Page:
The tag is described as being for structural equation modeling, but a proportion (my hunch: 25%) of its use is for (econometric) simultaneous equation models.

Is it worth clarifying, or splitting the tag?

  • $\begingroup$ On the basis that, sadly, nobody reads the documentation splitting it seems more likely to achieve anything. $\endgroup$ – mdewey Jun 13 '16 at 21:06
  • $\begingroup$ Clarifying never hurts. You could also go through the threads & remove it from those not about SEM. (A few at a time, during slow periods, etc., as usual.) $\endgroup$ – gung - Reinstate Monica Jun 14 '16 at 2:34
  • $\begingroup$ @Gung - I've been doing that when the questions appear for a while. I feel a little bad that I don't have a tag to replace it with. $\endgroup$ – Jeremy Miles Jun 14 '16 at 16:50
  • $\begingroup$ I think it's fine to just delete an inappropriate tag & replace it with nothing. $\endgroup$ – gung - Reinstate Monica Jun 14 '16 at 17:22
  • $\begingroup$ Although it may not be used this way at the moment, it's also worth noting that SEM is commonly used as an abbreviation for "standard error of the mean" (e.g. Wikipedia does so) which is another potential source of confusion for people adding a tag. $\endgroup$ – Silverfish Jun 21 '16 at 0:12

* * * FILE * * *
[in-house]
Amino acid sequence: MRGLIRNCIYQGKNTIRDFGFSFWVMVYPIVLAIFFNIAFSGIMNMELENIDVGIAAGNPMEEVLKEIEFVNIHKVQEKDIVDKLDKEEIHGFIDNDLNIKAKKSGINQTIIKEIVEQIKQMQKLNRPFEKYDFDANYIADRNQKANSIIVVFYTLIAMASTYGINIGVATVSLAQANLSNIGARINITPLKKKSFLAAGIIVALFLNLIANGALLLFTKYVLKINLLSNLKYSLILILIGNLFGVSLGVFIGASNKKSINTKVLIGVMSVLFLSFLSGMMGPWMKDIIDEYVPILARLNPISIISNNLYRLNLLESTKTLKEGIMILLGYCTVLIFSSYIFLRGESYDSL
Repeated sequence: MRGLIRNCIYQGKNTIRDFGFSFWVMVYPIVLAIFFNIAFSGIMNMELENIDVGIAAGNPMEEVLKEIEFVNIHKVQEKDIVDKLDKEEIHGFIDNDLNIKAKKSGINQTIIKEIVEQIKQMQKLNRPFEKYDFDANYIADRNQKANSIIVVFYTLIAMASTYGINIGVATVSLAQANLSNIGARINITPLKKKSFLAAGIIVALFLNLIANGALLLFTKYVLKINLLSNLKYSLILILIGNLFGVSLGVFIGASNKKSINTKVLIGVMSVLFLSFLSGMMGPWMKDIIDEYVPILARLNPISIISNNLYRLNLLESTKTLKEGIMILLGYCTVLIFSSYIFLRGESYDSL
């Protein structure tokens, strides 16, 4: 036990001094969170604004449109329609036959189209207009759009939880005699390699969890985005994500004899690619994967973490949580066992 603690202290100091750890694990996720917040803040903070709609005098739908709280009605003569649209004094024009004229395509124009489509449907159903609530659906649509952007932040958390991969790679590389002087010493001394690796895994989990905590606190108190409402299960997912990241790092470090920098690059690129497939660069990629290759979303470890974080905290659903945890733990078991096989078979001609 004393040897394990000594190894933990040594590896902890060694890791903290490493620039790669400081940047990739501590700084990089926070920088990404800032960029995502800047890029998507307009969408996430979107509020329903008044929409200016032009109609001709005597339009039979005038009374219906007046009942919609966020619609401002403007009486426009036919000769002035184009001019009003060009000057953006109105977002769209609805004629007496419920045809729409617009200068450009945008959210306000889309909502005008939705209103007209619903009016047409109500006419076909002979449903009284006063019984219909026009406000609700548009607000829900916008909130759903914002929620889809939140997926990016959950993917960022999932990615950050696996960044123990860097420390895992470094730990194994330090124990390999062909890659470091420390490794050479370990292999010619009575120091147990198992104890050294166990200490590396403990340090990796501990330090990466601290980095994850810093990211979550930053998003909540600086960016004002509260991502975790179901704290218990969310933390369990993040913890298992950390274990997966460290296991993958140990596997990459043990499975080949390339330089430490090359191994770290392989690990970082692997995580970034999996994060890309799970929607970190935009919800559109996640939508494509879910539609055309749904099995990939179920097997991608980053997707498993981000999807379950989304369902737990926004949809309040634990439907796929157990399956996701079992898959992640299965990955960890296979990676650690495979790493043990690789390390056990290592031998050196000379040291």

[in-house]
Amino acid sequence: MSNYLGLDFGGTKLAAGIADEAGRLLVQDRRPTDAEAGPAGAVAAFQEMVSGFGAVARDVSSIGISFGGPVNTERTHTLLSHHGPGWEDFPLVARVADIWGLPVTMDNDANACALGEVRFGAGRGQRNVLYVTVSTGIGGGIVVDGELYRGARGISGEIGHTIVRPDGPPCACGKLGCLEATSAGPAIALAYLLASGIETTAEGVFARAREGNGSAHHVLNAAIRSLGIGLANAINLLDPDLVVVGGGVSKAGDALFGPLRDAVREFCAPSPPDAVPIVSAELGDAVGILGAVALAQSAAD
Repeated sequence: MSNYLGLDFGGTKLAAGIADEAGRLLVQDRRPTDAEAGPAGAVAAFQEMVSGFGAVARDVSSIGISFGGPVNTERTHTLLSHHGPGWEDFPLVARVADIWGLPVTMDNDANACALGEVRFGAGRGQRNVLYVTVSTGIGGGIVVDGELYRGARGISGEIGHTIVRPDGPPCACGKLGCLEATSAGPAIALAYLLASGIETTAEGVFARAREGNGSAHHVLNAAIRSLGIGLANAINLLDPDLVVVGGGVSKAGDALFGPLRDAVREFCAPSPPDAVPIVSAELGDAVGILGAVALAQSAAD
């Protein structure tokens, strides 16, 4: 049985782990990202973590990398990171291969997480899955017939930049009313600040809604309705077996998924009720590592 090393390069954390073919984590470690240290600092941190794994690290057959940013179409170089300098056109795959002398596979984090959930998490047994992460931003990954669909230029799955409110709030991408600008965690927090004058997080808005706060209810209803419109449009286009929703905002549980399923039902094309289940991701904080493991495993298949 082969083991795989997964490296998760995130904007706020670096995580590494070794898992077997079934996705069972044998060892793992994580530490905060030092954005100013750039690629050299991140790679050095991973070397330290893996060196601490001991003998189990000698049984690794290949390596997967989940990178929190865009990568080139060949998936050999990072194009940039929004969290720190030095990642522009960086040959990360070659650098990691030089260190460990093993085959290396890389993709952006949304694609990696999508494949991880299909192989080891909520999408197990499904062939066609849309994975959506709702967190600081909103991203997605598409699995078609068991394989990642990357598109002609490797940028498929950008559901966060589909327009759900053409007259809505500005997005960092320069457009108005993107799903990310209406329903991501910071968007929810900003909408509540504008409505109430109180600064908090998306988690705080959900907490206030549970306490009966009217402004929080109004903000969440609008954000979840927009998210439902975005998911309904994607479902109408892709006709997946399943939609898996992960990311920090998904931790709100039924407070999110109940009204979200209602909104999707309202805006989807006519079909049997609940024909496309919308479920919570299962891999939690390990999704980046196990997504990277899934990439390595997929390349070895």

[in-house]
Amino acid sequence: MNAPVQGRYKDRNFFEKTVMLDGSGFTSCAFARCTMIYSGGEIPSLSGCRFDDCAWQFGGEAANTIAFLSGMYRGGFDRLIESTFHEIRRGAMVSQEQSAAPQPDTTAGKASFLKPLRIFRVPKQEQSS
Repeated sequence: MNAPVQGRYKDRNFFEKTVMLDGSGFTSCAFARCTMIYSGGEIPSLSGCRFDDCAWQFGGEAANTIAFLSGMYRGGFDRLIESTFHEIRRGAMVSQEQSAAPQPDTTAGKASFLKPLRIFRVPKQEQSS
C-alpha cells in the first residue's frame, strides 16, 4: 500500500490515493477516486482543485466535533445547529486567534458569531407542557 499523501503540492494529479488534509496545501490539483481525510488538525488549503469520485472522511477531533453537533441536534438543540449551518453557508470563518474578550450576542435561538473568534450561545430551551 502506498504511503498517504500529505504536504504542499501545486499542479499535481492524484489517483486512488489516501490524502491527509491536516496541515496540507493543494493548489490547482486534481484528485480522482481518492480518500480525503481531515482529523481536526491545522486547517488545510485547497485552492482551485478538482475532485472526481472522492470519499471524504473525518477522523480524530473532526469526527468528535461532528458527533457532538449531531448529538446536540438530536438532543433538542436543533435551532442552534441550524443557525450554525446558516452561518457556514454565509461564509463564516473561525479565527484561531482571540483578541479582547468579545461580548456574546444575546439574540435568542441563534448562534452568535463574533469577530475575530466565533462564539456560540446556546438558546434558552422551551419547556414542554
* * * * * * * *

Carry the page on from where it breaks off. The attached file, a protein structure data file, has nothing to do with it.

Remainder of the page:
In my opinion, splitting seems unnecessary since simultaneous equation models and structural equation models are essentially the same thing -- more precisely, simultaneous equation models are a special case of structural equation models (in the structural equation model world, so-called simultaneous equation models would be called path analysis models). This is according to, among others, Bollen 1987, who claims that this fact is well known. So anyway, to have two separate tags would seem to be splitting hairs, and I think it's actually rather convenient (for our purposes on this site) that they work out to have the same acronym and thus tag.

With that said, I suppose it couldn't hurt to clarify the sem tag description to point out that some people using this tag will only have the special case of simultaneous equation models in mind.


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